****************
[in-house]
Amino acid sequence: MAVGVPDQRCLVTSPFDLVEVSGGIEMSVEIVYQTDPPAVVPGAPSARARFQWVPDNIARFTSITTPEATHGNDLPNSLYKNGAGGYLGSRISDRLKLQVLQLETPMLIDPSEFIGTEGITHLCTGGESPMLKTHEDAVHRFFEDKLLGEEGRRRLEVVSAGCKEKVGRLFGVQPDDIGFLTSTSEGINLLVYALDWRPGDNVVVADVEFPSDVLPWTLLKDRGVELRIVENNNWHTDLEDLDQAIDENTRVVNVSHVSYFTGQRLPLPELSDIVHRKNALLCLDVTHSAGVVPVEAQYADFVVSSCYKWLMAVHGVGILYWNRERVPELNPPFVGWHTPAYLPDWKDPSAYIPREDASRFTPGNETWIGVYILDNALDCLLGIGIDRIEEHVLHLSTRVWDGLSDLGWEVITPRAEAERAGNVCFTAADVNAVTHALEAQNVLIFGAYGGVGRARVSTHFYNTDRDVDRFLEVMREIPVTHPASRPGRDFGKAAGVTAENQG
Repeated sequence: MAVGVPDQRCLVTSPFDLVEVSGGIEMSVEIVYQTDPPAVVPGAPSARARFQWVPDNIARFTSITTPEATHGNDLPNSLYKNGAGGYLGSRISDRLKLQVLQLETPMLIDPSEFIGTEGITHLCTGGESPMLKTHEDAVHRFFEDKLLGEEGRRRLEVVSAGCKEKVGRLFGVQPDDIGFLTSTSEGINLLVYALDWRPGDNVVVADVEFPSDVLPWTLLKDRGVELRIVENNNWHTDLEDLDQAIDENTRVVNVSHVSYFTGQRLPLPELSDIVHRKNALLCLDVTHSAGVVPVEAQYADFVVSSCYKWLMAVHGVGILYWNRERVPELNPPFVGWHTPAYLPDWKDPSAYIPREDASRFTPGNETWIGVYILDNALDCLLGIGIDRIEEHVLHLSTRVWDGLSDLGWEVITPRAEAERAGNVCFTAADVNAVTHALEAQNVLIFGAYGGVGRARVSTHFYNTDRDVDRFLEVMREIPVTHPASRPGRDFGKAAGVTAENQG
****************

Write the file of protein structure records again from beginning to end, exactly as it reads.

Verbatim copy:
[in-house]
Amino acid sequence: MAVGVPDQRCLVTSPFDLVEVSGGIEMSVEIVYQTDPPAVVPGAPSARARFQWVPDNIARFTSITTPEATHGNDLPNSLYKNGAGGYLGSRISDRLKLQVLQLETPMLIDPSEFIGTEGITHLCTGGESPMLKTHEDAVHRFFEDKLLGEEGRRRLEVVSAGCKEKVGRLFGVQPDDIGFLTSTSEGINLLVYALDWRPGDNVVVADVEFPSDVLPWTLLKDRGVELRIVENNNWHTDLEDLDQAIDENTRVVNVSHVSYFTGQRLPLPELSDIVHRKNALLCLDVTHSAGVVPVEAQYADFVVSSCYKWLMAVHGVGILYWNRERVPELNPPFVGWHTPAYLPDWKDPSAYIPREDASRFTPGNETWIGVYILDNALDCLLGIGIDRIEEHVLHLSTRVWDGLSDLGWEVITPRAEAERAGNVCFTAADVNAVTHALEAQNVLIFGAYGGVGRARVSTHFYNTDRDVDRFLEVMREIPVTHPASRPGRDFGKAAGVTAENQG
Repeated sequence: MAVGVPDQRCLVTSPFDLVEVSGGIEMSVEIVYQTDPPAVVPGAPSARARFQWVPDNIARFTSITTPEATHGNDLPNSLYKNGAGGYLGSRISDRLKLQVLQLETPMLIDPSEFIGTEGITHLCTGGESPMLKTHEDAVHRFFEDKLLGEEGRRRLEVVSAGCKEKVGRLFGVQPDDIGFLTSTSEGINLLVYALDWRPGDNVVVADVEFPSDVLPWTLLKDRGVELRIVENNNWHTDLEDLDQAIDENTRVVNVSHVSYFTGQRLPLPELSDIVHRKNALLCLDVTHSAGVVPVEAQYADFVVSSCYKWLMAVHGVGILYWNRERVPELNPPFVGWHTPAYLPDWKDPSAYIPREDASRFTPGNETWIGVYILDNALDCLLGIGIDRIEEHVLHLSTRVWDGLSDLGWEVITPRAEAERAGNVCFTAADVNAVTHALEAQNVLIFGAYGGVGRARVSTHFYNTDRDVDRFLEVMREIPVTHPASRPGRDFGKAAGVTAENQG